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Pot Economics: What's the Future of the American Marijuana Market?

With widespread legalization more than just a pipe dream, the U.S. now grapples with an influx of a new form of 'over the table' income.
 
 
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In November 2012, voters in Colorado and Washington state made historic decisions to legalize marijuana for recreational sale and use, flying in the face of anti-pot moralists, drug warriors, and a century’s worth of prohibitionist policy. At the start of this year, these policies began to take effect, with pot shops opening for business for the first time on this side of the Atlantic.

Once thought to be a mere pipe dream, legalization now seems like an inevitability; at the time of this writing, no fewer than eleven states are considering some form of legislation to allow marijuana to be sold over the counter, and at least a dozen others are considering decriminalization or medical-marijuana measures. Tired of federal foot-dragging, states as disparate as Alaska, New Mexico, and Vermont are cautiously weighing the potential benefits of legalization, persuaded not only by abstract arguments about individual liberty but also by hopes of pumping money into their economies. Meanwhile, advocates have been quick to promote marijuana as just the medicine states need to fill their coffers, create new jobs, and cut costs by keeping nonviolent drug offenders out of jail (see original article’s sidebar, “The Drug War: Wasting Lives and Dollars”).

But what would the economic impact of widespread legalization be? There are dozens of factors to consider, particularly on the revenue side of the equation: How many people will be consuming marijuana, and how much? What states stand to benefit most from growing it? Will big business take over its production and sale, or will it remain in the hands of independent growers and dealers? And how large, in dollar terms, might this whole sector end up?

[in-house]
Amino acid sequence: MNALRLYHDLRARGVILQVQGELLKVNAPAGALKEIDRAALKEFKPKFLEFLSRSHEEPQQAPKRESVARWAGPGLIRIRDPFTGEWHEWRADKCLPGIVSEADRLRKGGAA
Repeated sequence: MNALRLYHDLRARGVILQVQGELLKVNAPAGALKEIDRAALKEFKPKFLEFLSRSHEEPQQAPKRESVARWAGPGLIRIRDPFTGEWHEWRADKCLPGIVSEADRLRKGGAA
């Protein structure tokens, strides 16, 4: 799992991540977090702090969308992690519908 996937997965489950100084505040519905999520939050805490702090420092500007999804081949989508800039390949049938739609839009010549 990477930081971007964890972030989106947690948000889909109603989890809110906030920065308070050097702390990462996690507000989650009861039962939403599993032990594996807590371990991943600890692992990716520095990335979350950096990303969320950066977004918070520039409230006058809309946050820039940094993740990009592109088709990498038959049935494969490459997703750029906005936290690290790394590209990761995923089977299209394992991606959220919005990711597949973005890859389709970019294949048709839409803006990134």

The jury is still out on what the ultimate financial impact of legalization would be, but in the past few years a growing body of research has explored the possible contours of a new marijuana economy. This, combined with some publicly available data and the wisdom of a few folks who have watched the legalization movement grow over the last 40 years, can give us a good sense of how the plant might (or might not) live up to its proponents’ expectations.

It seems like high time for a little lesson in pot economics.

Out of the Shadows

Because marijuana is currently grown, distributed, and sold almost entirely on the black market and is used largely out of the public eye, assessing the value of the national market for marijuana (including imports and non-recreational uses, such as hemp fiber) is tricky. The trade journal Medical Marijuana Business Daily currently estimates that a fully legalized cannabis market could be as large as $46 billion per year, while more conservative observers peg it at anywhere between $10 billion and $40 billion.

There are about 7.6 million frequent marijuana smokers in the United States, according to the 2012 National Survey on Drug Use and Health. Nearly 23.9 million Americans use the drug semi-regularly. Marijuana is sold widely on the black market, and is readily available on street corners, in bars and nightclubs, and in high-school hallways (as 80 percent of students reported to the National Institute on Drug Abuse in 2012). Except for the relatively small number of people who have purchased medical marijuana through licensed dispensaries, the vast majority of these users buy their weed on this black market — either directly from dealers or from friends with access to a dealer.

In a world where marijuana is legal to buy and possess, this would not likely be the case for long.

Assuming that demand for the drug remains relatively stable ( see original article’s sidebar, “The Demand Question”), a legal marketplace for marijuana will likely replicate the current distribution system for alcohol and be sold in stores with special permits. Where exactly it could be sold would largely be a matter for state and local regulators to decide, just as it currently is with alcohol; municipalities might allow lower-strength varieties to be sold in corner stores (like beer and wine are in many states) or coffee shops (à la Amsterdam), but it’s virtually certain that any store selling any quantity or type of weed would need to get a special license.